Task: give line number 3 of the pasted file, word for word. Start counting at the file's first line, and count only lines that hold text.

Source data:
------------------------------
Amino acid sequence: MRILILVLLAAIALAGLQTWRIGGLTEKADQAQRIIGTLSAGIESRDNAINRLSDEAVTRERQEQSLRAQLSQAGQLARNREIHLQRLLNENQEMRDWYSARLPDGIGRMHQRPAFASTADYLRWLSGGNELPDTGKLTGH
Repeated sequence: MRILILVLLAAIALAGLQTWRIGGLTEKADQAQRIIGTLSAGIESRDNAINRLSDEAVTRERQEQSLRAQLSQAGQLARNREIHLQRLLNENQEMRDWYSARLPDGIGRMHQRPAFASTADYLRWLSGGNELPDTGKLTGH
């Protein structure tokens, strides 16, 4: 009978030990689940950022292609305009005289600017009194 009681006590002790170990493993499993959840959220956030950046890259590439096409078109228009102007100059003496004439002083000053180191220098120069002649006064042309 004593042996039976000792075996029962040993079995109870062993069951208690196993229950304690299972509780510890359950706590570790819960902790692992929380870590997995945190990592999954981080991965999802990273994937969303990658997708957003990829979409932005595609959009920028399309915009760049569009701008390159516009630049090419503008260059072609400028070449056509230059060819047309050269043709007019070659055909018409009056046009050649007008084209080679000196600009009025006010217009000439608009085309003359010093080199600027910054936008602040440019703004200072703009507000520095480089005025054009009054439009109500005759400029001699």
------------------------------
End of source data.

């Protein structure tokens, strides 16, 4: 009978030990689940950022292609305009005289600017009194 009681006590002790170990493993499993959840959220956030950046890259590439096409078109228009102007100059003496004439002083000053180191220098120069002649006064042309 004593042996039976000792075996029962040993079995109870062993069951208690196993229950304690299972509780510890359950706590570790819960902790692992929380870590997995945190990592999954981080991965999802990273994937969303990658997708957003990829979409932005595609959009920028399309915009760049569009701008390159516009630049090419503008260059072609400028070449056509230059060819047309050269043709007019070659055909018409009056046009050649007008084209080679000196600009009025006010217009000439608009085309003359010093080199600027910054936008602040440019703004200072703009507000520095480089005025054009009054439009109500005759400029001699």